Suppose the property tax issue was put to a referendum. Next time there's a major election, this question is on the ballot in Indiana: Would you favor phasing out property taxes by 2015? Would it pass? Would it be a slam dunk? Only someone with a crystal ball or divine knowledge fo the future knows for sure, but there are mixed signals in public that might not make the answer as clear cut as you might think, or would like.
Indiana Prairie Farmer posed that and nine other questions in a survey sent exclusively to farmers who have received the Master Farmer award in the modern-day program. Today, it's sponsored by Indiana Prairie Farmer and the Purdue University College of Agriculture. Jay Akridge, interim dean of the Purdue ag college was aware of the survey, but Purdue did not participate in nor endorse the survey in any way.
You will find the survey stories in the October election issue of Indiana Prairie Farmer. Later, that information will appear on the Web. This is just another short peek into the data that should whet your appetite for what the entire poll discovered, and what it might mean come election day.
We asked participants: Would you favor phasing out property taxes by 2015? No information was provided as to how that might be done, and how the costs that are now covered by money collected through property tax levies would be garnered in the future.
Four out of five of the more than 60 farmer participants in the survey, or 80%, answered 'yes' – they favored such a proposal. Please understand that to our knowledge, no legislator has designs on introducing such a proposal- it was simply an idea included to gauge reaction from farmers and government leaders regarding what remains a hot item in rural Indiana- property taxes.
However, you might be surprised at how non-farm neighbors in subdivisions and rural areas might respond to this question and proposal. While such a group was not surveyed, anecdotal evidence raises questions. One schoolteacher living in a rural county- now sit down to read this- actually thought her property taxes weren't high enough! You read right- she would just a soon pay more in property tax.
Why? She reasons that if property tax doesn't cover costs, the money must come from somewhere. And if it comes from somewhere else, that might be income taxes that hit her in every paycheck. For her money, she would just as soon get it done in one lump sum through property tax.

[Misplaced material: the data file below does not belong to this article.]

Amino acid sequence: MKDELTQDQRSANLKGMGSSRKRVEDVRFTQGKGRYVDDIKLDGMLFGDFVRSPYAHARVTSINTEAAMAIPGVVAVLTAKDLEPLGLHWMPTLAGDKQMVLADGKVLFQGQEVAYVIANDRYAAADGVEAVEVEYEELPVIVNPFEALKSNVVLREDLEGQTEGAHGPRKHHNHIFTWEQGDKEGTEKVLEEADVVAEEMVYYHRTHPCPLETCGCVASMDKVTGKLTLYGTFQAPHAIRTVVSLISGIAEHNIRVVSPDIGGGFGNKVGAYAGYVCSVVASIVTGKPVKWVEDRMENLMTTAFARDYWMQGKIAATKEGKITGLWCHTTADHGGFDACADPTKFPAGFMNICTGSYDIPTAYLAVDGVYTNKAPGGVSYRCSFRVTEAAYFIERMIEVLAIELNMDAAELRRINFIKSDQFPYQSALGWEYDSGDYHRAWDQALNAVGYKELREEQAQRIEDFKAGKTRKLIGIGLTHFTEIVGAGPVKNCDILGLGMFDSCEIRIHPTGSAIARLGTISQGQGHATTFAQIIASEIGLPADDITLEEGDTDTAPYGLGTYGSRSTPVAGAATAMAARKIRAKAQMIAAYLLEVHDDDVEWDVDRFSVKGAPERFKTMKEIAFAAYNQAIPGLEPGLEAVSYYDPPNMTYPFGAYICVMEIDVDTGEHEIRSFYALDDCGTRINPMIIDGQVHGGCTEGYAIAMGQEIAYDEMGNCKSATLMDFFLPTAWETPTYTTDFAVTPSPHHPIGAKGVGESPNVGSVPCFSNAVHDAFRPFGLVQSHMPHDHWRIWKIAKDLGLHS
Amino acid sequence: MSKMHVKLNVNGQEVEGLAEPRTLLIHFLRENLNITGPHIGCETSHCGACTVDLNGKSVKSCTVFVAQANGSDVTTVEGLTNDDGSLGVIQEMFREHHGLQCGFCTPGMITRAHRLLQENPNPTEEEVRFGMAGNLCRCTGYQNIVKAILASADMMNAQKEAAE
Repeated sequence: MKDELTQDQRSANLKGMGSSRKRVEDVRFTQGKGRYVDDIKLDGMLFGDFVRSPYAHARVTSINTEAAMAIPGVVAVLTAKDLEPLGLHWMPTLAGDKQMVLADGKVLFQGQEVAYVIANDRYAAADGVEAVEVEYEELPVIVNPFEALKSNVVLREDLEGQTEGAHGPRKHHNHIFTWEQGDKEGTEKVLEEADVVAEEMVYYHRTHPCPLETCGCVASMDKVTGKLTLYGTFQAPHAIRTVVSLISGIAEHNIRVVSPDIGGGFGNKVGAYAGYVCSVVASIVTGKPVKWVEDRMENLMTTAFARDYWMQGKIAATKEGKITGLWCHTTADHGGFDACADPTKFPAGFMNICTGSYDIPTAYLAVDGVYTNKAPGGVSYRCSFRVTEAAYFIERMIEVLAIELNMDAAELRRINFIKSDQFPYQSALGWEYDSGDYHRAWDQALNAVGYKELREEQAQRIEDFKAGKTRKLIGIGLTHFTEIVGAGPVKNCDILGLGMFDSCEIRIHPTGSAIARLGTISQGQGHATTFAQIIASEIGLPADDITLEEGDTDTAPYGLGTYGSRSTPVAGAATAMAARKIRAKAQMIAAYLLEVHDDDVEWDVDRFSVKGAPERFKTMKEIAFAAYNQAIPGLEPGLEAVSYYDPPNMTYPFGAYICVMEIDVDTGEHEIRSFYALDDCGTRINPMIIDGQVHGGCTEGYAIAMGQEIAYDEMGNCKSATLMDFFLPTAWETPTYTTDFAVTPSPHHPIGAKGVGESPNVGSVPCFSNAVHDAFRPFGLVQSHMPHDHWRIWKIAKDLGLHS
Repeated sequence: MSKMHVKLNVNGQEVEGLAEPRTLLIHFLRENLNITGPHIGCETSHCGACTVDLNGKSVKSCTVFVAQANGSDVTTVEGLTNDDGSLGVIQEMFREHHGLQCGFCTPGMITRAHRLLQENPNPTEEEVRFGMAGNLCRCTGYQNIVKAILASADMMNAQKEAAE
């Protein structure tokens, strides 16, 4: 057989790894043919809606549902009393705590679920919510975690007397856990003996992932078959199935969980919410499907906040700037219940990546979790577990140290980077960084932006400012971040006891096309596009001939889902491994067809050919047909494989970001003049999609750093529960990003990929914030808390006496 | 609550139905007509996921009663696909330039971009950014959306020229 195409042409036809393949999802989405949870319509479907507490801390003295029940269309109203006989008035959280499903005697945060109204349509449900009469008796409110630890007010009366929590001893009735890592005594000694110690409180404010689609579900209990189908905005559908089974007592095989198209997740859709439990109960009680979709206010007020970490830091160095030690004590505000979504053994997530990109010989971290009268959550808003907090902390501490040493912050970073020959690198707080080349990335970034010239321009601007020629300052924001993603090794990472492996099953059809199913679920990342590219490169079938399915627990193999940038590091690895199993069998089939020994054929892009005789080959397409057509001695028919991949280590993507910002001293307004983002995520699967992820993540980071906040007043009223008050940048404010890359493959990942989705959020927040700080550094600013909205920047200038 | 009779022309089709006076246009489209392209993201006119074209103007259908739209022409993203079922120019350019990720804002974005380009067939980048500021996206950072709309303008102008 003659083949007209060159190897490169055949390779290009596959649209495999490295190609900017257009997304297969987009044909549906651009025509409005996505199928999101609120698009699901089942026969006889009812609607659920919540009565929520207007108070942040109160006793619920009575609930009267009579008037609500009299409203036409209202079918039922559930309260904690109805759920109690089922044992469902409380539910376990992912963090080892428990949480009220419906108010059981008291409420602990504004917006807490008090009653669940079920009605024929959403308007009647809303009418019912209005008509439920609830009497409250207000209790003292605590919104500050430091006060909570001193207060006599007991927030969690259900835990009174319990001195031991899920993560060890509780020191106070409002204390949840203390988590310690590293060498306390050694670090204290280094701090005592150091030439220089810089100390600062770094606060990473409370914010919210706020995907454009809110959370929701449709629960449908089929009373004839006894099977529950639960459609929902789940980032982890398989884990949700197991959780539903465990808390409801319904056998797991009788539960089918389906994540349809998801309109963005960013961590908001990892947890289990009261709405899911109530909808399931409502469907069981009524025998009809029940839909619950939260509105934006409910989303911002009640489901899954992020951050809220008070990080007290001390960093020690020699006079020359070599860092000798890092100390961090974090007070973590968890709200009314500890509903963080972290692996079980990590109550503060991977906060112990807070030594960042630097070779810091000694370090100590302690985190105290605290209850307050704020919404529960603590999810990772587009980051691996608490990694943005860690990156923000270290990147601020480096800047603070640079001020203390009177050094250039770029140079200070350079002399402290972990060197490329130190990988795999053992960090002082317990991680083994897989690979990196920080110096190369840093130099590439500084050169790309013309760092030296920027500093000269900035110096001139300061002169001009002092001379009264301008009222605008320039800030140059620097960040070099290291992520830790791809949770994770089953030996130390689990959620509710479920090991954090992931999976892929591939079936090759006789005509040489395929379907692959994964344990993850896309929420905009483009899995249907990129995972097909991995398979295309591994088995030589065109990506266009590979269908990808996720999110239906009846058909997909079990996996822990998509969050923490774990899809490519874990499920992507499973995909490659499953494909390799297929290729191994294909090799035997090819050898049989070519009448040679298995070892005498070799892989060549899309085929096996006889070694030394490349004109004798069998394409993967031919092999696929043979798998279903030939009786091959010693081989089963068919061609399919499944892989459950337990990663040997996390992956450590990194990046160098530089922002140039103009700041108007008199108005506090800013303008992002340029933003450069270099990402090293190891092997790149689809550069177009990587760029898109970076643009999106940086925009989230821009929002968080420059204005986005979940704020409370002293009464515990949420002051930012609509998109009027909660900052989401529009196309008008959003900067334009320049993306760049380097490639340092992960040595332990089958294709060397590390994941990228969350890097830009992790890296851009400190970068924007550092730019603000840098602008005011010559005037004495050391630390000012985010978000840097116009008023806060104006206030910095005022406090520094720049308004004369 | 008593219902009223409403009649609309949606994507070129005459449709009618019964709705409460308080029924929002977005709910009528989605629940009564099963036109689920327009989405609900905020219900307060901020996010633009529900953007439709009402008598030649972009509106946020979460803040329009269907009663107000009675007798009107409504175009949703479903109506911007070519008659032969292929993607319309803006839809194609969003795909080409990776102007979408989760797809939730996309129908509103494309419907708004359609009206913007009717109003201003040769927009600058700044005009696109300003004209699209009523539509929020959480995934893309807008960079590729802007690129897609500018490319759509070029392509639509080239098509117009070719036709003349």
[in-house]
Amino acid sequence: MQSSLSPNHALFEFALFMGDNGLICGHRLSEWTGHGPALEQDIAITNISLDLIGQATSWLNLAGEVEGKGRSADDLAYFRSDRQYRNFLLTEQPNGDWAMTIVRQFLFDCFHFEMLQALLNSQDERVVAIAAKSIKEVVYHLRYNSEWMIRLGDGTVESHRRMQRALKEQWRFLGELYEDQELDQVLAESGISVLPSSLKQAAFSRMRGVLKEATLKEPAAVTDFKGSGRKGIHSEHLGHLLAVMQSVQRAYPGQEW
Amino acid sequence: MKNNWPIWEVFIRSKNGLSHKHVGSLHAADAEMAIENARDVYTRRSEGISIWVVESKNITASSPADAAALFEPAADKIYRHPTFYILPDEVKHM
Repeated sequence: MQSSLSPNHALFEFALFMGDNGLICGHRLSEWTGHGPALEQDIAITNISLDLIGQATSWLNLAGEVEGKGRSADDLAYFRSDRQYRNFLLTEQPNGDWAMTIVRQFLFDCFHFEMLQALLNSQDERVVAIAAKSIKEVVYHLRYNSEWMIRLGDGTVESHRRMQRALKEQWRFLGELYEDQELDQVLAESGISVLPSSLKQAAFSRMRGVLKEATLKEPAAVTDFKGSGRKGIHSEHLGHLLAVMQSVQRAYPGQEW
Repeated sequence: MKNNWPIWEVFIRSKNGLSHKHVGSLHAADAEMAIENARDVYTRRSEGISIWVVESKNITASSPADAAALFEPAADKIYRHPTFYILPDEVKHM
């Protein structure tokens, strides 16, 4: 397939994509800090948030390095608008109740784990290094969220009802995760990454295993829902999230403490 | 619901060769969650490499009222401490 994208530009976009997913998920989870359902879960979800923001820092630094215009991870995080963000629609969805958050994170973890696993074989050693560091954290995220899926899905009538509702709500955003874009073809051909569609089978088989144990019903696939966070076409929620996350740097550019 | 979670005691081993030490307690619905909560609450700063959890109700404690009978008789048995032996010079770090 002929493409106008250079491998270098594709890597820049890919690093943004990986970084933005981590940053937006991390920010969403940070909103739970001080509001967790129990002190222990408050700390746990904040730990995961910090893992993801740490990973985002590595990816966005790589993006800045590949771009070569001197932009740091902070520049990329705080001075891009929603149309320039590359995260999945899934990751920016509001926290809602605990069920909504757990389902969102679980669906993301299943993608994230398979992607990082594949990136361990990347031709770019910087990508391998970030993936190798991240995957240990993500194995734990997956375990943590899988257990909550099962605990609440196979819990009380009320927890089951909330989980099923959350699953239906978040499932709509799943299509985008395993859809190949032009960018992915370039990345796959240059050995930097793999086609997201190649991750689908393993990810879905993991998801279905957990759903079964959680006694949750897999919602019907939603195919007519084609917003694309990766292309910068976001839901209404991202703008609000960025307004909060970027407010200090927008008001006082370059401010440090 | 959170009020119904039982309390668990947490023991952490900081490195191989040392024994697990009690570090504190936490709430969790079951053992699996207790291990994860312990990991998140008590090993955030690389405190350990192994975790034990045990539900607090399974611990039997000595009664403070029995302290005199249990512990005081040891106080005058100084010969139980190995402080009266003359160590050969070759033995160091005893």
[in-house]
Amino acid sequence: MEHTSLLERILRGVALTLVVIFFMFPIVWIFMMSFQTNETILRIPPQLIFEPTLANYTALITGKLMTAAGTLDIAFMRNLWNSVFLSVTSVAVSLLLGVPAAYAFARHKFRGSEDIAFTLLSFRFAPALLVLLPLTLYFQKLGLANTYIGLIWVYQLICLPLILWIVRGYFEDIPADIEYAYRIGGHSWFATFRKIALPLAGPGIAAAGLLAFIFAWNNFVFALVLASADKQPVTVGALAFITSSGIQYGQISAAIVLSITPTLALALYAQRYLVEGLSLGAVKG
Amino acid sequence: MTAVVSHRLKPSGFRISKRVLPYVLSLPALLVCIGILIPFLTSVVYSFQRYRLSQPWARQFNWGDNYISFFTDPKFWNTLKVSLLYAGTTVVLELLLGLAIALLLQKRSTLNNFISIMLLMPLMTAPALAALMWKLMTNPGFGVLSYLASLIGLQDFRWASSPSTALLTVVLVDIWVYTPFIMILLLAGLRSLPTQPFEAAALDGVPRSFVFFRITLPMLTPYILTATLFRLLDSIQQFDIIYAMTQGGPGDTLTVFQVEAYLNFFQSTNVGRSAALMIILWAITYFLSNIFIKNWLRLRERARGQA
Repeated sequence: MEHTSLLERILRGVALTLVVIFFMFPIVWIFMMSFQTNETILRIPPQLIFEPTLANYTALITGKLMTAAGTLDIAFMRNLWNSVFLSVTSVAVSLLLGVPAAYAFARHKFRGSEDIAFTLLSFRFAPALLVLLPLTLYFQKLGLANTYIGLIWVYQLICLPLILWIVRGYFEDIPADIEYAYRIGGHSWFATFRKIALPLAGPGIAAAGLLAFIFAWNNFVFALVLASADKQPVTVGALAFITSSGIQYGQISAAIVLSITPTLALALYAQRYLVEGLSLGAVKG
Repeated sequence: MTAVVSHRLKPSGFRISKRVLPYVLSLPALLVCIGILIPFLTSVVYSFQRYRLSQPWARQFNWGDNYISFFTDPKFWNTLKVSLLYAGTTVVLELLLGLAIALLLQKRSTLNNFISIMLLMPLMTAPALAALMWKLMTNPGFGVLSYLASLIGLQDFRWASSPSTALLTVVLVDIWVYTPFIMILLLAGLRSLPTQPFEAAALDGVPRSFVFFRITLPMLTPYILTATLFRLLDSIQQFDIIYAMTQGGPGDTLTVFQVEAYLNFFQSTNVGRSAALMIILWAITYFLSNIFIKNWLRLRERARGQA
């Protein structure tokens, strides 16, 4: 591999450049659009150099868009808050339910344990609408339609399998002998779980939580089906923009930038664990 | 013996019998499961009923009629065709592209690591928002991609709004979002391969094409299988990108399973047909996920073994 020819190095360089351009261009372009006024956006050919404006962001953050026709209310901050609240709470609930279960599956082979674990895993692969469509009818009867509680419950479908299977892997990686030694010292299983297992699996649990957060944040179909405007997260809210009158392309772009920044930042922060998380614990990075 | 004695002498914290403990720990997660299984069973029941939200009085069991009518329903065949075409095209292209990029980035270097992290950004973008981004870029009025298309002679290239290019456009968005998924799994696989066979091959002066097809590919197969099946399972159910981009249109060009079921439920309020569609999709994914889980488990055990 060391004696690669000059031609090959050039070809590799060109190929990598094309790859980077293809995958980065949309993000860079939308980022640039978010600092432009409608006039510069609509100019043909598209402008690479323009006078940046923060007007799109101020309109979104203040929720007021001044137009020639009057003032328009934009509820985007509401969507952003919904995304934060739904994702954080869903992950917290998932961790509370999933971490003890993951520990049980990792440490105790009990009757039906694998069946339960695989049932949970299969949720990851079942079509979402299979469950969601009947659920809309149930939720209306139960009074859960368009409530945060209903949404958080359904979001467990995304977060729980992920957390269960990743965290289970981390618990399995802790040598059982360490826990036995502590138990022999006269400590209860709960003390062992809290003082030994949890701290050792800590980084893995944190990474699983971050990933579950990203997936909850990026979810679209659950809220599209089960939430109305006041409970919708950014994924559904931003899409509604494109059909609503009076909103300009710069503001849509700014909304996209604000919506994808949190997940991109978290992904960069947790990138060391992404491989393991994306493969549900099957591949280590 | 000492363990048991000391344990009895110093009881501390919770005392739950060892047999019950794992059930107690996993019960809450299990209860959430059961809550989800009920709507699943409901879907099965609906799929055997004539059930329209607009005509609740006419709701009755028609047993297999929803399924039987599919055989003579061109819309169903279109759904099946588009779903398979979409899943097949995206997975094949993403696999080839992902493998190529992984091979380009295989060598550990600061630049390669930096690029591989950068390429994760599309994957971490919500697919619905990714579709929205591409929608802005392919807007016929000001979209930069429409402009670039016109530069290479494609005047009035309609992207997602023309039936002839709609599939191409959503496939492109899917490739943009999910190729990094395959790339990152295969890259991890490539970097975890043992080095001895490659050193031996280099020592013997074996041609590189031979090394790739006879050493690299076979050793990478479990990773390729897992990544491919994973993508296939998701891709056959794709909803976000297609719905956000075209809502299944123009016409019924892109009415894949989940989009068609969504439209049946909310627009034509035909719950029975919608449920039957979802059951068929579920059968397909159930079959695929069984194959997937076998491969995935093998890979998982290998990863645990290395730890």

Hoosiers are already paying for the switch that will remover several levies entirely from the property tax system. The sales tax rose 1% to 7% April 1. The rub many farmers are caught in and don't like is they don't see the relief this calendar year, even though goods they purchase and pay sales tax on are already higher. In fact, since the land value formula was unfrozen, base farmland value is calculated at an average of $1,140 dollars this year, up from $880 used for several years. From reports received here, that roughly 25% increase is translating into an increase of about that proportion in many areas for farmers owning bare land. While the rate should come into play, with the percent of increase in the formula assessed value not being the final rate of increase farmers should see, there appears to be some loose connection this year. Coincidence or not, many farmers are reporting unhealthy increases of 20 to 30% in their total property tax bills for payments due in '08 vs. payments payable in '07.
The anonymous school teacher actually saw a decrease in property taxes on her home for this year compared to last year. That single fact, increasing taxes on land vs. decreasing taxes due on homes, could be fueling the property tax debate once again in rural, farming areas.